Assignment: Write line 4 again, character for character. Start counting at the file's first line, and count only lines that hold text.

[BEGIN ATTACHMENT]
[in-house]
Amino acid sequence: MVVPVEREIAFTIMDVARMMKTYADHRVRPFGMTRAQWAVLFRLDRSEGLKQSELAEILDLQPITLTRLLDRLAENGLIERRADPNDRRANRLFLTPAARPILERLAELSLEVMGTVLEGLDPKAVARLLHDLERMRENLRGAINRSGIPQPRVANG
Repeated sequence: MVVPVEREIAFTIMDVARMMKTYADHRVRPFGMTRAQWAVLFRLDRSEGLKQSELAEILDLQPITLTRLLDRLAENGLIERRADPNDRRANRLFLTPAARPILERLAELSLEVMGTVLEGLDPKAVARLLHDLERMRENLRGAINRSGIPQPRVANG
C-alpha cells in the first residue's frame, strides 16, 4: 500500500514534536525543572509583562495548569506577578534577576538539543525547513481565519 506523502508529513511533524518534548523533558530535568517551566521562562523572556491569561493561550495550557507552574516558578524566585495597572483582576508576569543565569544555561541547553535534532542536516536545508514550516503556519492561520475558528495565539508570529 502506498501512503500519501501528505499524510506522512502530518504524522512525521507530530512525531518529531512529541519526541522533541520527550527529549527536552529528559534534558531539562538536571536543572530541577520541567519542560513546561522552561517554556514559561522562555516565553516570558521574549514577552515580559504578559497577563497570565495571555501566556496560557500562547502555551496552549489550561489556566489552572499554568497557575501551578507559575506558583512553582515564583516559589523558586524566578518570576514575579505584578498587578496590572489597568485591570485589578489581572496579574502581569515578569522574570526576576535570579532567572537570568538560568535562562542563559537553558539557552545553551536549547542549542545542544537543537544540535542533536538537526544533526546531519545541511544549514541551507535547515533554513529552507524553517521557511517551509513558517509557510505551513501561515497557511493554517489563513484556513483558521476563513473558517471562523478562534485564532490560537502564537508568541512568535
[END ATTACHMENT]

C-alpha cells in the first residue's frame, strides 16, 4: 500500500514534536525543572509583562495548569506577578534577576538539543525547513481565519 506523502508529513511533524518534548523533558530535568517551566521562562523572556491569561493561550495550557507552574516558578524566585495597572483582576508576569543565569544555561541547553535534532542536516536545508514550516503556519492561520475558528495565539508570529 502506498501512503500519501501528505499524510506522512502530518504524522512525521507530530512525531518529531512529541519526541522533541520527550527529549527536552529528559534534558531539562538536571536543572530541577520541567519542560513546561522552561517554556514559561522562555516565553516570558521574549514577552515580559504578559497577563497570565495571555501566556496560557500562547502555551496552549489550561489556566489552572499554568497557575501551578507559575506558583512553582515564583516559589523558586524566578518570576514575579505584578498587578496590572489597568485591570485589578489581572496579574502581569515578569522574570526576576535570579532567572537570568538560568535562562542563559537553558539557552545553551536549547542549542545542544537543537544540535542533536538537526544533526546531519545541511544549514541551507535547515533554513529552507524553517521557511517551509513558517509557510505551513501561515497557511493554517489563513484556513483558521476563513473558517471562523478562534485564532490560537502564537508568541512568535